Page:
Racechanges: White Skin, Black Face in American Culture

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Oxford University Press, 20 apr 2000 - 356 pagine
When the actor Ted Danson appeared in blackface at a 1993 Friars Club roast, he ignited a firestorm of protest that landed him on the front pages of the newspapers, rebuked by everyone from talk show host Montel Williams to New York City's then mayor, David Dinkins. Danson's use of blackface was shocking, but was the furious pitch of the response a triumphant indication of how far society has progressed since the days when blackface performers were the toast of vaudeville, or was it also an uncomfortable reminder of how deep the chasm still is separating black and white America? In Racechanges: White Skin, Black Face in American Culture, Susan Gubar, who fundamentally changed the way we think about women's literature as co-author of the acclaimed The Madwoman in the Attic, turns her attention to the incendiary issue of race. Through a far-reaching exploration of the long overlooked legacy of minstrelsy--cross-racial impersonations or "racechanges"--throughout modern American film, fiction, poetry, painting, photography, and journalism, she documents the indebtedness of "mainstream" artists to African-American culture, and explores the deeply conflicted psychology of white guilt. The fascinating "racechanges" Gubar discusses include whites posing as blacks and blacks "passing" for white; blackface on white actors in The Jazz Singer, Birth of a Nation, and other movies, as well as on the faces of black stage entertainers; African-American deployment of racechange imagery during the Harlem Renaissance, including the poetry of Anne Spencer, the black-and-white prints of Richard Bruce Nugent, and the early work of Zora Neale Hurston; white poets and novelists from Vachel Lindsay and Gertrude Stein to John Berryman and William Faulkner writing as if they were black; white artists and writers fascinated by hypersexualized stereotypes of black men; and nightmares and visions of the racechanged baby. Gubar shows that unlike African-Americans, who often are forced to adopt white masks to gain their rights, white people have chosen racial masquerades, which range from mockery and mimicry to an evolving emphasis on inter-racial mutuality and mutability. Drawing on a stunning array of illustrations, including paintings, film stills, computer graphics, and even magazine morphings, Racechanges sheds new light on the persistent pervasiveness of racism and exciting aesthetic possibilities for lessening the distance between blacks and whites.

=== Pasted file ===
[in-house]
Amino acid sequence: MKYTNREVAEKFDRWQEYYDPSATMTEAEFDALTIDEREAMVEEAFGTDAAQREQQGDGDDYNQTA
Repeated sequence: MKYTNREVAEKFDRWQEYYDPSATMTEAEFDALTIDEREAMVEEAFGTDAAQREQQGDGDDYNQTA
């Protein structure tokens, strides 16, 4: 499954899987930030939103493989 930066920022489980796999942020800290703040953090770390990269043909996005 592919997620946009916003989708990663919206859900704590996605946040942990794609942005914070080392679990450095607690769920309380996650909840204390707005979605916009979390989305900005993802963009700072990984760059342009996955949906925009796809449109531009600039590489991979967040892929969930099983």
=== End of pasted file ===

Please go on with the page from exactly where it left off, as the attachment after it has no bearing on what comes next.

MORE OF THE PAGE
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RACECHANGES: White Skin, Black Face in American Culture

Recensione dell'utente  - Kirkus

Synthesizing the remarkable work over the last 15 years of scores of cultural historians, theorists, and critics who have been engaged in documenting and analyzing the ubiquitous legacy of blackface ... Leggi recensione completa

Sommario

LIST OF ILLUSTRATIONS
ix
PREFACE
xiii
1 ADVENTURES IN THE SKIN TRADE
3
Blackface Lynchings
53
Myths of Racial Origin in the Harlem Renaissance
95
4 DE MODERN DO MR BONES and All That Ventriloquist Jazz
134
Queer Colors
169
6 WHAT WILL THE MIXED CHILD DELIVER? Conceiving Color Without Race
203
A Postscript
240
NOTES
263
WORKS CITED
293
INDEX
313
Copyright

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Pagina 2 - What one's imagination makes of other people is dictated, of course, by the laws of one's own personality and it is one of the ironies of blackwhite relations that, by means of what the white man imagines the black man to be, the black man is enabled to know who the white man is.
Pagina 2 - Black slavery enriched the country's creative possibilities. For in that construction of blackness and enslavement could be found not only the notfree but also, with the dramatic polarity created by skin color, the projection of the not-me.

Informazioni sull'autore (2000)

Susan Gubar is Distinguished Professor of English at Indiana University. She has co-authored and co-edited a range of books with Sandra Gilbert, from The Madwoman in the Attic (a runner-up for the Pulitzer Prize and the National Book Critics Circle Award) to The Norton Anthology of Literature by Women.

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